Backing those who target roots of global woes
With a falling economy and lengthening lines at food pantries, traditional relief charities such as soup kitchens and shelters will be highly visible this holiday season.
But the most effective use of a donated dollar, suggest some philanthropy experts, may be by organizations whose effects are more difficult to measure in the short term. Often called social-change or social-justice philanthropy, such giving is directed at organizations that address the root causes of a problem.
"We understand, in times of crisis, the need for services and ways to help people take care of their lives," says Ellen Gurzinsky, director of the Funding Exchange, a network of community funds that focus on what it calls "change, not charity." "But if we keep doing that and don't get to the root causes, then we'll keep having the same problems."
Take the battered-women movement. There's a need for shelters in the short term, she says, but the Funding Exchange would more likely support groups that organize for changes in the law or work for women's economic justice, recognizing that with economic freedom, women have more options to take care of themselves.
Like Ms. Gurzinsky, most advocates of social-change philanthropy don't suggest it's the only way to give - simply that it's too often overlooked and, in the long run, may be more effective.
Currently, less than 4 percent of philanthropy goes to "community improvement," says Rick Cohen, president of the National Committee for Responsive Philanthropy. Only 1.4 percent goes to civil rights and social change.
For the Global Fund for Women, which focuses on issues such as poverty, discrimination, and lack of education for women around the world, addressing root causes means funding a variety of small grass-roots organizations run by women.
Its grants support night classes for domestic workers in Mali, peace-building coalitions between a Palestinian and an Israeli women's center, and a group called the Afghan Institute of Learning, which developed clandestine schools for girls who lived under Taliban rule.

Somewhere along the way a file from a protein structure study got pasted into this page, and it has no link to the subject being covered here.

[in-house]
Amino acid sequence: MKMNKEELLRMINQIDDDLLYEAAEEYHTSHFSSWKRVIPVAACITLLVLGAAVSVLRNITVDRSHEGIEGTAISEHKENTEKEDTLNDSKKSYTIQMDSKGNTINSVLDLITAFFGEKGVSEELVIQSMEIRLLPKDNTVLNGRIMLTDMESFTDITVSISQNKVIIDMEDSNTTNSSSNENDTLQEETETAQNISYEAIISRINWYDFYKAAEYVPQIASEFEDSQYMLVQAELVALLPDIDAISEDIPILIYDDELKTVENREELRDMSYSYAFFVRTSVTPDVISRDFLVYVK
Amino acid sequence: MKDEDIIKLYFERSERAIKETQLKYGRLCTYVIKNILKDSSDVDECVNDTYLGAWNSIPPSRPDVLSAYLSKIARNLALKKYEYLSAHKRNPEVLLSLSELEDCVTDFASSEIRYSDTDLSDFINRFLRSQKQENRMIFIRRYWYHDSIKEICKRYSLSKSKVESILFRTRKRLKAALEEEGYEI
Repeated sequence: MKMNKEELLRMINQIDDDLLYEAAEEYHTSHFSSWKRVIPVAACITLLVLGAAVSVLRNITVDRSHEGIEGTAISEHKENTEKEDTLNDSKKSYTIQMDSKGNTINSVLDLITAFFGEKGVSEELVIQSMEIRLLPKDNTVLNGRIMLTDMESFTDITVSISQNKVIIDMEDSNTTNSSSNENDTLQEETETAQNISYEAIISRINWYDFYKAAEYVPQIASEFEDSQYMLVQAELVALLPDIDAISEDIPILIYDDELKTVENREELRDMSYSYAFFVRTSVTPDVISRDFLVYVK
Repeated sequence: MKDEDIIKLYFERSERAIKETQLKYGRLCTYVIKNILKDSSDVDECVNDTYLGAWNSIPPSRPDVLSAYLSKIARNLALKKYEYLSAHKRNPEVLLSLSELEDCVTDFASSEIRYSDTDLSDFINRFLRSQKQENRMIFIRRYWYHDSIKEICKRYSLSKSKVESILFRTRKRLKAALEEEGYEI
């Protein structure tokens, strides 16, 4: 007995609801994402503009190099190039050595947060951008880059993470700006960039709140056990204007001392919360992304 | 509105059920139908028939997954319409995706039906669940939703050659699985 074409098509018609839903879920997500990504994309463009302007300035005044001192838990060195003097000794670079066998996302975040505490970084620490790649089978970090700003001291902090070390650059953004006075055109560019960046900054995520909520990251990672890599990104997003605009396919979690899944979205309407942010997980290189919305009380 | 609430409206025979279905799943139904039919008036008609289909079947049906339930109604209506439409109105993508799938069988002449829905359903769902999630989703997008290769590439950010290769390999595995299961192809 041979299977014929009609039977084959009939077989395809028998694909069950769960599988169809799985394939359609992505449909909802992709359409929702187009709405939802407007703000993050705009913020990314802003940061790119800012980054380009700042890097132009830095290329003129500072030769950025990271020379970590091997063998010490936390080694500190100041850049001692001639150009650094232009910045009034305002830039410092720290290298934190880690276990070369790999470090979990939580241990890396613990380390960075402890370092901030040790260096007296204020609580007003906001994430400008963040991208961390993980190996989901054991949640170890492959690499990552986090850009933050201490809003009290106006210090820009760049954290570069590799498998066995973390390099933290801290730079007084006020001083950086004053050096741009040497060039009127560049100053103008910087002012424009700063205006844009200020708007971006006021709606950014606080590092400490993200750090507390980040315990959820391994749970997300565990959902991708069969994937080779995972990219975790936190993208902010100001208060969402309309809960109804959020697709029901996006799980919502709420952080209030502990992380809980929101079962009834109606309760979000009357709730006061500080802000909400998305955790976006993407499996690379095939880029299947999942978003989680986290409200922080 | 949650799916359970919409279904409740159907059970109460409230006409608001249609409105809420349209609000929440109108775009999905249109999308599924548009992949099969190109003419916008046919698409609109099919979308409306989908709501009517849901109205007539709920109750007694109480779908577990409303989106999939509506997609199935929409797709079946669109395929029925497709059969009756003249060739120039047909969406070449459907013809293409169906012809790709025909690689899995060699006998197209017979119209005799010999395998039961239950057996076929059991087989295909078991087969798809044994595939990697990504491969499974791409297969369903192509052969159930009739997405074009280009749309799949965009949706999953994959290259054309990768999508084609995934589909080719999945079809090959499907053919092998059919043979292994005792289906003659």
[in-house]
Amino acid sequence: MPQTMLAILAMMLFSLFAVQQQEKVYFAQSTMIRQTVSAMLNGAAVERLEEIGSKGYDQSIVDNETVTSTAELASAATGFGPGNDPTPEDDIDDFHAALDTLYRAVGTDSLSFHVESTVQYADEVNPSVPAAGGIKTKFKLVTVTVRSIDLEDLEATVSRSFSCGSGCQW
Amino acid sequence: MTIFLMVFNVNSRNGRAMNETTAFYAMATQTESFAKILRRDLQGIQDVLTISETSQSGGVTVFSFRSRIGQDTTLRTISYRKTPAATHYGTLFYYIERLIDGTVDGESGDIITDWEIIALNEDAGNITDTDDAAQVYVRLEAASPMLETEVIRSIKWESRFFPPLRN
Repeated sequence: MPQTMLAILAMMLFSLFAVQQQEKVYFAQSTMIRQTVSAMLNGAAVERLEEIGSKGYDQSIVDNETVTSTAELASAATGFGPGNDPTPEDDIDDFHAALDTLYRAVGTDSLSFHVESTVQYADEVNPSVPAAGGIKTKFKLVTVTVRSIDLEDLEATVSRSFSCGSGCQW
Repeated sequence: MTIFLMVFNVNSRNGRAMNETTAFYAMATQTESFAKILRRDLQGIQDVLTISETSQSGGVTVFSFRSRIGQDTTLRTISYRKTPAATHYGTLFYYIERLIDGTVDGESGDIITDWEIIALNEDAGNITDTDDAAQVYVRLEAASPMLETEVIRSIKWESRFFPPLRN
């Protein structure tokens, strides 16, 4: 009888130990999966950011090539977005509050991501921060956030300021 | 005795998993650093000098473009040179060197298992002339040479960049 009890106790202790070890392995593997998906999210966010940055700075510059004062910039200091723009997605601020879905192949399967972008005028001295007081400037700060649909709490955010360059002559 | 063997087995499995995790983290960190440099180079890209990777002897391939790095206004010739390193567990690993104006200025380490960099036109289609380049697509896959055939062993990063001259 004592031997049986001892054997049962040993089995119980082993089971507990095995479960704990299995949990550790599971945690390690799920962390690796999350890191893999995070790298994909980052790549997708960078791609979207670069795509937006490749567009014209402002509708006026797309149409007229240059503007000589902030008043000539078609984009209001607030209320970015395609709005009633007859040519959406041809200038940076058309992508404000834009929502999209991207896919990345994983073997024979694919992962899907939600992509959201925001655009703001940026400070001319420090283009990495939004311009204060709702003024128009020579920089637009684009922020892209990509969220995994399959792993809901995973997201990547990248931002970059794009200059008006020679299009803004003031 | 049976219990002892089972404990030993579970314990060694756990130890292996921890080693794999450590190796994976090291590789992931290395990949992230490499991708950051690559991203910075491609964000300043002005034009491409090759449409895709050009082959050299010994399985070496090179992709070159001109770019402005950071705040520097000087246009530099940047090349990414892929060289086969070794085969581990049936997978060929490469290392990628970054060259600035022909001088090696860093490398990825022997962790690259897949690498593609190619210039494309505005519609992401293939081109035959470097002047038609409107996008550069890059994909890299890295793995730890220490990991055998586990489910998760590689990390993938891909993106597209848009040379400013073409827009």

"We understand that women on the ground know best how to solve their own problems," says Leanne Grossman, a spokeswoman for the fund.
In the aftermath of Sept. 11, Seeds of Peace, based in New York, has gotten attention for its work with teenagers from conflict areas - the Middle East, the Balkans, Cyprus, India, and Pakistan.
Founded in response to the 1993 bombing of the World Trade Center, the group brings the kids to a camp in Maine, where they engage in typical camp activities as well as "coexistence sessions" with professional facilitators.
"Our hope, quite basically, is to stop the violence in these regions," says Shanna Hartung, a spokeswoman for the group.
One reason social-change philanthropy is so overlooked, say advocates, is that it's often controversial. The work tends to have an activist element and is frequently engaged in political advocacy - aspects that can scare off funders.
"Often grantmakers are afraid to take risks," says Alison Goldberg, director of Foundations for Change, a Boston-based nonprofit that promotes social-change philanthropy. "They want to trust that their money is going toward measurable outcomes. Looking at the long-term changes, you often can't [quantify] the results in such short-term measures."
But advocates say the political dimension is sometimes overstated.
Social-change donors can come from all backgrounds and political stances, says Gurzinski. "What they have in common is they want to see a difference.... Systemic change is at the community level, at the national level, it's at all levels."
At its start, antiapartheid work wasn't getting much money, she notes. "But look what happened 15 years later."
For donors interested in social change, most experts recommend giving through public foundations with a social-justice mission, which generally involve activists themselves in the grantmaking process.
"Giving to the tried and true - that's what happened with Sept. 11," says Mr. Cohen. "A more active kind of giving," he says, involves thinking "about what the issues are out there, and which places are really thinking about those issues, too."
For more information on social-change philanthropy, go to the Funding Exchange (www.fex.org) or see "Robin Hood Was Right: A Guide to Giving Your Money for Social Change," by Chuck Collins and Pam Rogers, (Norton Publishers).